But also on the robot, when we go to start a new layer, there's a sensor that will touch the very top of the part to locate it, because when you print, you're at very high temperatures, close to the melting point, as you're depositing material. But then it cools down and shrinks. So, for every layer you have to find the top of the part because it's not where it was when you stopped the process, and then relocate the robot accordingly.

Tech Briefs: What about the problem of having contoured surfaces so there are no perpendicular edges to use as locating features?

Kirka: In general, that’s a challenge with any part that has something like a turbine-blade-type geometry — they all have a taper or curvature. So, we call what we print, the preform. We then have to identify where the part is within that preform to be able to machine it. Even if a turbine blade is made by casting or forging, every surface has to be machined because it's a precision object.

Tech Briefs: Do you do other non-destructive testing in addition to the CT scan to qualify the structure?

Kirka: We also do blue light scanning. You put fiducial markings on the object and the blue light scanner looks for those markings and reconstructs an exact image of the 3D solid from it. You could consider it almost like a CT scan, but you're not peering inside the material, you're only looking at the surface.

Tech Briefs: Have you made actual samples of turbine blades?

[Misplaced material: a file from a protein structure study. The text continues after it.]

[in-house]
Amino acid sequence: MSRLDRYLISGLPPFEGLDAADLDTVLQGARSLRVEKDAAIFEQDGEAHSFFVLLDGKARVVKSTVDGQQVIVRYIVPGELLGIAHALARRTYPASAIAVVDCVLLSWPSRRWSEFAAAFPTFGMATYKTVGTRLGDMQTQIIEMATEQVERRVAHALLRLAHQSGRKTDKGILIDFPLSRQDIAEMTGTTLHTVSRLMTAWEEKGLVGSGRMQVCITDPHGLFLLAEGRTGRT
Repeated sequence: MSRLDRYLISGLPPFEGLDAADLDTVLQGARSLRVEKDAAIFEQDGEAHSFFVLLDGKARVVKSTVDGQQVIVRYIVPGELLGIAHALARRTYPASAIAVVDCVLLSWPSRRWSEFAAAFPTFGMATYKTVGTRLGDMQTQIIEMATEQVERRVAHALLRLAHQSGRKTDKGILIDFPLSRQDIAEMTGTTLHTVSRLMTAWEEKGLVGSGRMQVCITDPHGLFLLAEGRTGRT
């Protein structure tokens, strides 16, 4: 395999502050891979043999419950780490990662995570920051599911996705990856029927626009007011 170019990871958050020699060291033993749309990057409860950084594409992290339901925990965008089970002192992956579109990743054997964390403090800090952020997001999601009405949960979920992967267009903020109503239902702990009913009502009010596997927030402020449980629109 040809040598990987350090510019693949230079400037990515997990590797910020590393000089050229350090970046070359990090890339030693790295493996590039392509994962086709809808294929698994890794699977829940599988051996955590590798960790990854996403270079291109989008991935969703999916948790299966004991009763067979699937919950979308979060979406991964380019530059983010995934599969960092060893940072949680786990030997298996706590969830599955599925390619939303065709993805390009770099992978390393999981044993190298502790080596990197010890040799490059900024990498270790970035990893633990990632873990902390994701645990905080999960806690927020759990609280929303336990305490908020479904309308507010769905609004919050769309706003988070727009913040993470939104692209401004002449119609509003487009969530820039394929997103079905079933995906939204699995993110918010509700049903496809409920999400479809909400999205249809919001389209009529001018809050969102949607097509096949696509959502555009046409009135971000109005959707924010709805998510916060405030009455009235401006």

Kirka: Yes, we've printed a number of blades, and also taken mechanical samples out of the material to validate the results, to see how our material performs at higher temperatures and in tests for tensile strength, fatigue, and creep.

Tech Briefs: What are your next steps?

Kirka: This project was originally looking at ways to repair blades. Although we're looking for funding for new projects in that area, we’re also looking at printing larger components of steam turbines. We’d like to apply our technology to other areas of industrial needs in the energy sector that have long lead times associated with them — six months to two years. If you can print a rotating component and scale it to even larger stationary components, it gives you more faith in these new processing techniques.

Tech Briefs: Can you give me a couple of examples of other possible applications?

Kirka: One application is for what are called ring segments in steam and gas turbines. They are giant forgings that go around the turbine blades, circular rings that weigh a couple of hundred pounds.

Other things that are starting to be looked at are replacements for cast and forged components in the nuclear industry. There are, for example, giant castings of valve bodies that probably weigh 2,000 pounds and take a year or two to obtain. So, perhaps we can start replacing those with something that might start out being made by wire arc additive manufacturing and then adding to it. Or perhaps we can start with a smaller casting and add to that.

Tech Briefs: Are these turbine blades ready to be put into actual commercial use?

Kirka: Some of the turbine blades — there have been different sizes manufactured in this project — have been tested at this point by Siemens, starting with the smaller ones. As far as full commercial industrialization, there's a bit more effort to get there on the certification and qualification side — this was just a demonstration project. The industry is focusing now on how to certify and qualify these processes so that you don't have a turbine that goes down and because you can't get components for two years, it's not generating power and it's losing money for the owners.

Our role in this is to demonstrate how you can manufacture the blades with wire arc additive manufacturing. It’s always most difficult to figure out the processing and all the steps necessary for the prototypes, the demonstration pieces. Having done that, we hand it off to our industrial partners.